RESULTS
The first attempt success rate was 88.2% in the guidewire group compared with 35.2% in the control group (p < 0.001). The overall success rate was 94.2% in the guidewire group and 52.9% in the control group (p = 0.017). Five cases of self-limiting nasal bleeding were reported in the guidewire group, and two cases occurred in the control group. No statistical differences were identified between groups.
CONCLUSIONS
Guidewire-assisted nasogastric tube insertion is a simple and useful method in intubated patients with cervical spine immobilization or unstable vital signs.
Original Articles
The Relation between Neurologic Prognosis and Optic Nerve Sheath Diameter Measured in Initial Brain Computed Tomography of Cardiac Arrest and Hanging Patients
Kun Dong Kim, Hong Joon Ahn, Byul Nim Hee Cho, Sang Min Jeong, Joon Wan Lee, Yeon Ho You, In Sool Yoo, Won Joon Jeong
Korean J Crit Care Med. 2013;28(4):293-299.
DOI: https://doi.org/10.4266/kjccm.2013.28.4.293
  • 2,486 View
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AbstractAbstract PDF
BACKGROUND
Early prediction of neurologic outcome is important to patients treated with therapeutic hypothermia after hypoxic brain injury. Hypoxic brain injury patients may have poor neurologic prognosis due to increased intracranial pressure. Increased intracranial pressure can be detected by optic nerve sheath diameter (ONSD) measurement in computed tomography (CT) or ultrasound. In this study, we evaluate the relation between neurologic prognosis and optic nerve sheath diameter measured in brain CT of hypoxic brain injury patients.
METHODS
We analyzed the patient clinical data by retrospective chart review. We measured the ONSD in initial brain CT. We also measured and calculated the gray white matter ratio (GWR) in CT scan. We split the patients into two groups based on neurologic outcome, and clinical data, ONSD, and GWR were compared in the two groups.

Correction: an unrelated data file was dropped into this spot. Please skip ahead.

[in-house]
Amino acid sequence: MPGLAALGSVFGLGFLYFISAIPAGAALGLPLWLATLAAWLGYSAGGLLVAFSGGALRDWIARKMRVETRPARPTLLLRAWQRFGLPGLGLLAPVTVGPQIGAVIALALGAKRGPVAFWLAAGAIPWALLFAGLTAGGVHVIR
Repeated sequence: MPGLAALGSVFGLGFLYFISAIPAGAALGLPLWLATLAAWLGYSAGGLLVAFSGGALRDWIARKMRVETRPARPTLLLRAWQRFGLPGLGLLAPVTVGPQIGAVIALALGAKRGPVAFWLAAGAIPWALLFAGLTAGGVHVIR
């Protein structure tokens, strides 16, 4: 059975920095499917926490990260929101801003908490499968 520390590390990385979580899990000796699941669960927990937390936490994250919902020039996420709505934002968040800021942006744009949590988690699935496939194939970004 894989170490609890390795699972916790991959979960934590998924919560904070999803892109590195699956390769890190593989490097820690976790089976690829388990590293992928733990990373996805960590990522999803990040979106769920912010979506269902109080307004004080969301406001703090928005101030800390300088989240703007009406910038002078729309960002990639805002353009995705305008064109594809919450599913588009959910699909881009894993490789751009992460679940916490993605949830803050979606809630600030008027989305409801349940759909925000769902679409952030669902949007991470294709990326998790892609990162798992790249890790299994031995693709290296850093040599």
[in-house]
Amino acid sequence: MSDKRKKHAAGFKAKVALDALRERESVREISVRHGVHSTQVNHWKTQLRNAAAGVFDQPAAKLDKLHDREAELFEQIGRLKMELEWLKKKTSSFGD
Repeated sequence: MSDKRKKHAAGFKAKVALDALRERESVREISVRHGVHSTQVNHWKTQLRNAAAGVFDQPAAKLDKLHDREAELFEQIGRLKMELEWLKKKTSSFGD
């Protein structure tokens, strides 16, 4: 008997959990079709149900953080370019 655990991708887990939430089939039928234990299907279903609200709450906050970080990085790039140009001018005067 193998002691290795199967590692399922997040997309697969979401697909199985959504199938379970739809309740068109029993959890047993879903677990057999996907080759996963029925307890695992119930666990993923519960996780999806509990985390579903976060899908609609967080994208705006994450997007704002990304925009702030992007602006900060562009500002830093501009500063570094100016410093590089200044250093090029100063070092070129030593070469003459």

RESULTS
Twenty-four patients were included in this study (age: 52.6 +/- 18.3, 18 males). The mean ONSD of the poor neurologic outcome group was larger than that of the good neurologic outcome group (6.07 mm vs. 5.39 mm, p = 0.003). The GWR of the good neurologic outcome group was larger than that of the poor outcome group (1.09 vs. 1.28, p = 0.000). ONSD was a good predictor of neurologic outcome (area under curve: 0.848), and an ONSD cut off > or = 5.575 mm had a sensitivity of 86.7% and a specificity of 77.8%.
CONCLUSIONS
ONSD measured on the initial brain CT scan can predict the neurologic prognosis in cardiac arrest and hanging patients treated with therapeutic hypothermia.
Efficacies of Somatosensory Evoked Potential and Diffusion-Weighted Magnetic Resonance Imaging as Predictors of Prognosis for Patients Experiencing Coma after Cardiac Arrest
Sang Hee Chae, Soo Hyun Kim, Se Min Choi, Seung Pill Choi, Kyu Nam Park
Korean J Crit Care Med. 2013;28(4):300-308.
DOI: https://doi.org/10.4266/kjccm.2013.28.4.300
  • 2,195 View
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  • 1 Citations
AbstractAbstract PDF
BACKGROUND
The aim of this study was to examine the efficacies of somatosensory evoked potential (SEP) and diffusion-weighted magnetic resonance imaging (DWI) in predicting the clinical prognosis of comatose patients following cardiac arrest.
METHODS
Forty-one patients resuscitated from out-of hospital cardiac arrest (OHCA) were retrospectively studied. After return of spontaneous circulation (ROSC), SEP was conducted between one and three days after resuscitation, and DWI was conducted within five days of resuscitation. SEP was classified into three grades: normal, delayed conduction or unilateral loss of the N20 peak, and bilateral loss of the N20 peak. Bilateral loss of the N20 peak was considered a predictor of poor prognosis. For DWI, diffuse signal intensity (SI) abnormality in the cerebral cortex or abnormality in other brain areas in addition to the bilateral cerebral cortex was taken as a predictor of poor prognosis. For patient clinical prognosis, the Glasgow-Pittsburgh Cerebral Performance Category (CPC) was used to evaluate neurological results at the time of discharge. Resulting CPC scores of 1 and 2 were considered as a favorable prognosis, and scores of 3, 4, and 5 were considered as a poor prognosis. Sensitivity, specificity, positive predictive value, and negative predictive value for the prediction of poor prognosis were analyzed for each test individually and for the combination of the two tests.